Industry sources — retailers and manufacturers — place Graham’s equity interest and long-term payments close to $2 million. However, Sweedler noted that Graham will “receive substantially more than that. We’ll have a complete compensation package for him to drive the business.”
In January, Graham said men’s products comprised 60 percent of the mix and women’s accounted for 40 percent. At the time, Graham said he expected annual wholesale revenues in 2001 should be approximately the same as the prior year: $60 million through core products and $40 million through licensees.
A former punk rocker from Calgary, Canada, Graham founded Joe Boxer on a “wild hunch” in 1985, literally gambling on the idea that underwear — a basic commodity-type of business — could be spun into a “fun-filled” fashion category that, with the proper dose of the fabulous, could be marketed to a generation of young contemporary consumers as well as baby boomers.
Sporting a spiked, punk-inspired shock of blond hair, he often looks like he’s just pulled an all-nighter with pals like comedian Eddie Izzard and Virgin Air tycoon Richard Branson. His unabashed bravado and bon vivant approach to the business are similar to those of his celebrity friends, and some retailers at last week’s market privately said Graham occasionally went too far over the edge. They cited a “Weird Science” party and show at the New York showrooms that featured a cake in the shape of a cadaver on a stretcher, waiters in what appeared to be blood-soaked bandages, beverages served in urine specimen vials, and models in wheelchairs. A costly media junket several years ago to Iceland featured a non-stop flow of the country’s key export — vodka.
The parties helped build awareness, first within the industry and later among consumers. But, according to one department store executive who requested anonymity, “Graham went too far on the celebrity thing. It became too much over the edge. He wasn’t watching his business.”
Another retailer from a major buying group, noted, “The parties were fun. But levity aside — we’ve got a lot of serious work to do. It’s very competitive out there and we are very focused on growing our core brands.”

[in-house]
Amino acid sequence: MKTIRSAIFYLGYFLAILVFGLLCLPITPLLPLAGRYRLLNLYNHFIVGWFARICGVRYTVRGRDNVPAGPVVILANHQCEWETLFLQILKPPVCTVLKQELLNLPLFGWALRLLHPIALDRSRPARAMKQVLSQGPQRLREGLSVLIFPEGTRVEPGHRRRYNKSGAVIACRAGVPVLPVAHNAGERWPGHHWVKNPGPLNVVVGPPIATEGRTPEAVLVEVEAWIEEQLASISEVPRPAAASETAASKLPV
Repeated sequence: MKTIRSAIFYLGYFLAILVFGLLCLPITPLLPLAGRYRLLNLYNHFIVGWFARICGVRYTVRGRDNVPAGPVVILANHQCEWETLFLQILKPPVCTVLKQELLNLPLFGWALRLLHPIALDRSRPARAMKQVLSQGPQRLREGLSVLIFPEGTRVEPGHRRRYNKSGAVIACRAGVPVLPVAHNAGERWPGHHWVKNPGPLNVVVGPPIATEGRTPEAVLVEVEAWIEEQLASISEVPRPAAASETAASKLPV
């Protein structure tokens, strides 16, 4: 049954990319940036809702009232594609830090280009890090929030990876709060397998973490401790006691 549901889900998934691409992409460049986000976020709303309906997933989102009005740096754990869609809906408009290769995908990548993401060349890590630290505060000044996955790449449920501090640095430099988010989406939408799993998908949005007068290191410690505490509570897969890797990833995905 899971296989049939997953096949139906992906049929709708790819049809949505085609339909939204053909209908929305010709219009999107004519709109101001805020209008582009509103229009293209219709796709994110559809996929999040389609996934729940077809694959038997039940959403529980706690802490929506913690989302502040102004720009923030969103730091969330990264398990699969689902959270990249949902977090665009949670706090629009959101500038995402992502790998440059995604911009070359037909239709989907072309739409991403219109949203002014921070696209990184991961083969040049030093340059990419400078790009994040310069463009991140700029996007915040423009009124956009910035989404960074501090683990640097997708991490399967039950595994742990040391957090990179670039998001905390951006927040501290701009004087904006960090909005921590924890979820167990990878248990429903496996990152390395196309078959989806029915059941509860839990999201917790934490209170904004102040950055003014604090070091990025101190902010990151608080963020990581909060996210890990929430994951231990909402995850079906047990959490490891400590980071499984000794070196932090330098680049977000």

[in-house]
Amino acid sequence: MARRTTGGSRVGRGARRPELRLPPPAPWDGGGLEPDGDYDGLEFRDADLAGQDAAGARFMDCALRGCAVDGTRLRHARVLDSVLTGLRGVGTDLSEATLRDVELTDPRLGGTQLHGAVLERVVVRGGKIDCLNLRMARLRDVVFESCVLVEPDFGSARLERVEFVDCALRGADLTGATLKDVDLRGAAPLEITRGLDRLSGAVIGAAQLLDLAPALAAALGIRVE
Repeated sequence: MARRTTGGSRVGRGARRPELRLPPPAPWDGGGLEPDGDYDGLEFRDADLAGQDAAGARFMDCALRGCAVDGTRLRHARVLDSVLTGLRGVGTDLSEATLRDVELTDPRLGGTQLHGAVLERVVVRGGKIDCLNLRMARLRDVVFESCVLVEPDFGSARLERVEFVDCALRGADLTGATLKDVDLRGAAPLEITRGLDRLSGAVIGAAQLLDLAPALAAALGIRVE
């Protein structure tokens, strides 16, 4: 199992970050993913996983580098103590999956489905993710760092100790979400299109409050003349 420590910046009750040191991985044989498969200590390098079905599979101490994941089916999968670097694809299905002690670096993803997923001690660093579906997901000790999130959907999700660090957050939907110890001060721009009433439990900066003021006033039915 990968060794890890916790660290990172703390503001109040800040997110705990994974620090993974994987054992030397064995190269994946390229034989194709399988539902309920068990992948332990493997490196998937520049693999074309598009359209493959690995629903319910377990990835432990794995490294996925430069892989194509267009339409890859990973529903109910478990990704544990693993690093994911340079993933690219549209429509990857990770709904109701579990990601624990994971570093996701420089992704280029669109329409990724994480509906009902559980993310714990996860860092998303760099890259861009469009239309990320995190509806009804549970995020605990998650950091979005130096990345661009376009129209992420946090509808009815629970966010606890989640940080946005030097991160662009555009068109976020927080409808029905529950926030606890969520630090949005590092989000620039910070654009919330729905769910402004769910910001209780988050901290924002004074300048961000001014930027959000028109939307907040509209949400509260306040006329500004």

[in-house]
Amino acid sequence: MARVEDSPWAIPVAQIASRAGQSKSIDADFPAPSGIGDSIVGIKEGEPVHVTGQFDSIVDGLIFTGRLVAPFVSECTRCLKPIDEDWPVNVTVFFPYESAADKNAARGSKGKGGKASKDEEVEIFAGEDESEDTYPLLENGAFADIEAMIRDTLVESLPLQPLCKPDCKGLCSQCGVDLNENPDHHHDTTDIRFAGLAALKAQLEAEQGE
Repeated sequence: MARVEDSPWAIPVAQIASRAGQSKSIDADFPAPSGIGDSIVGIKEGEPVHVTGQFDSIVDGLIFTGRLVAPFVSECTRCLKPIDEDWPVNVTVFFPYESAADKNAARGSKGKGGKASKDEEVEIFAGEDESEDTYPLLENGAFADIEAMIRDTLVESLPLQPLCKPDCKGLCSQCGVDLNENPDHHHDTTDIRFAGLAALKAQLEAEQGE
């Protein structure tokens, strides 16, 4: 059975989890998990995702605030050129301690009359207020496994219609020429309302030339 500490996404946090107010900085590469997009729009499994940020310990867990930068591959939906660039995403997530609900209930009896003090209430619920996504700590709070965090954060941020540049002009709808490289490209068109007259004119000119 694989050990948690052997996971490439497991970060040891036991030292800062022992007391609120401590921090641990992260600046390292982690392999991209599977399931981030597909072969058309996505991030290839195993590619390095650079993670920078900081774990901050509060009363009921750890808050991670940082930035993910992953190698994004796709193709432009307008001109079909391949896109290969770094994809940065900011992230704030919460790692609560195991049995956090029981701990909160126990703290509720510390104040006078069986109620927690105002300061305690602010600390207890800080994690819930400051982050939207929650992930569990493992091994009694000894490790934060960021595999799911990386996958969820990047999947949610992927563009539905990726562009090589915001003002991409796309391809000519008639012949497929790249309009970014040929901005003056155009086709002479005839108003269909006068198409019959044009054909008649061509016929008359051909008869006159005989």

In early March, the Boxer firm said product design and development, marketing and licensing will continue out of Joe Boxer’s San Francisco offices, while sales will be based at the New York showrooms and around the country.
Added Sweedler, “The Joe Boxer sales team is a terrific team, and we have already alerted them we plan to go forward with their entire group as well as their coordinating group. We also will have a combination of their new licensing team as well as our own.” Beginning in mid-2000, there was a mass exodus of senior executives and sales employees from the Boxer firm. They included Tom Fanoe, president; Paul Friedman, vice president of licensing; Susan Larscheid, vice president of sales for the women’s division; Holly Price, national sales manager of the women’s division; Kathy Thomas, account executive for Federated Stores; Lisa Lauricella, account executive for specialty stores; Serena Swanke, account executive for the Midwest; Jean Marie Smith, director of in-store merchandisers, and Cherie Britton, public relations coordinator. In the men’s division, those departing included Dan Weiss, senior vice president, and three sales executives — Rochelle Harris, Jill Finkelstein and Lisa Anderson.